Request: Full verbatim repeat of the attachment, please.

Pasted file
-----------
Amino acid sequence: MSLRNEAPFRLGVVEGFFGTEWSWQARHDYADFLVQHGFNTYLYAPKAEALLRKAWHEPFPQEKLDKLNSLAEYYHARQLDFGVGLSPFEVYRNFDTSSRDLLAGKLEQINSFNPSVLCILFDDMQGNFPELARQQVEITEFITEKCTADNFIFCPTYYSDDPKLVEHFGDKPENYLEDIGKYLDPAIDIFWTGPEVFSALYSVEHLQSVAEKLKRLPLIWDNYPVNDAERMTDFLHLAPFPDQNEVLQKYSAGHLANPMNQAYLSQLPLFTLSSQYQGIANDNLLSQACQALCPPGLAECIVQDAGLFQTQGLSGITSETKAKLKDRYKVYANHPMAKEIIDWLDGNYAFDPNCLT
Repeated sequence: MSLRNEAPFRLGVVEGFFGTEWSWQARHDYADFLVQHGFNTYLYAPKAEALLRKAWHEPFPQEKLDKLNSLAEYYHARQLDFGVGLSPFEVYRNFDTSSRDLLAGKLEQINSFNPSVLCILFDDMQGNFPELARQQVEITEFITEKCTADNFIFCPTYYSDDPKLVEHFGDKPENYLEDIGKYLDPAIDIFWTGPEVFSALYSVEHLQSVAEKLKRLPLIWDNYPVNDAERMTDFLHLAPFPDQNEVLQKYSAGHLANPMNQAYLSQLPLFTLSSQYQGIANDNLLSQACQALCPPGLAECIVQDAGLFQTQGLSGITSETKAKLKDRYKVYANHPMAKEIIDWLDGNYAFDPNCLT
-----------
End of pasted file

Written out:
Amino acid sequence: MSLRNEAPFRLGVVEGFFGTEWSWQARHDYADFLVQHGFNTYLYAPKAEALLRKAWHEPFPQEKLDKLNSLAEYYHARQLDFGVGLSPFEVYRNFDTSSRDLLAGKLEQINSFNPSVLCILFDDMQGNFPELARQQVEITEFITEKCTADNFIFCPTYYSDDPKLVEHFGDKPENYLEDIGKYLDPAIDIFWTGPEVFSALYSVEHLQSVAEKLKRLPLIWDNYPVNDAERMTDFLHLAPFPDQNEVLQKYSAGHLANPMNQAYLSQLPLFTLSSQYQGIANDNLLSQACQALCPPGLAECIVQDAGLFQTQGLSGITSETKAKLKDRYKVYANHPMAKEIIDWLDGNYAFDPNCLT
Repeated sequence: MSLRNEAPFRLGVVEGFFGTEWSWQARHDYADFLVQHGFNTYLYAPKAEALLRKAWHEPFPQEKLDKLNSLAEYYHARQLDFGVGLSPFEVYRNFDTSSRDLLAGKLEQINSFNPSVLCILFDDMQGNFPELARQQVEITEFITEKCTADNFIFCPTYYSDDPKLVEHFGDKPENYLEDIGKYLDPAIDIFWTGPEVFSALYSVEHLQSVAEKLKRLPLIWDNYPVNDAERMTDFLHLAPFPDQNEVLQKYSAGHLANPMNQAYLSQLPLFTLSSQYQGIANDNLLSQACQALCPPGLAECIVQDAGLFQTQGLSGITSETKAKLKDRYKVYANHPMAKEIIDWLDGNYAFDPNCLT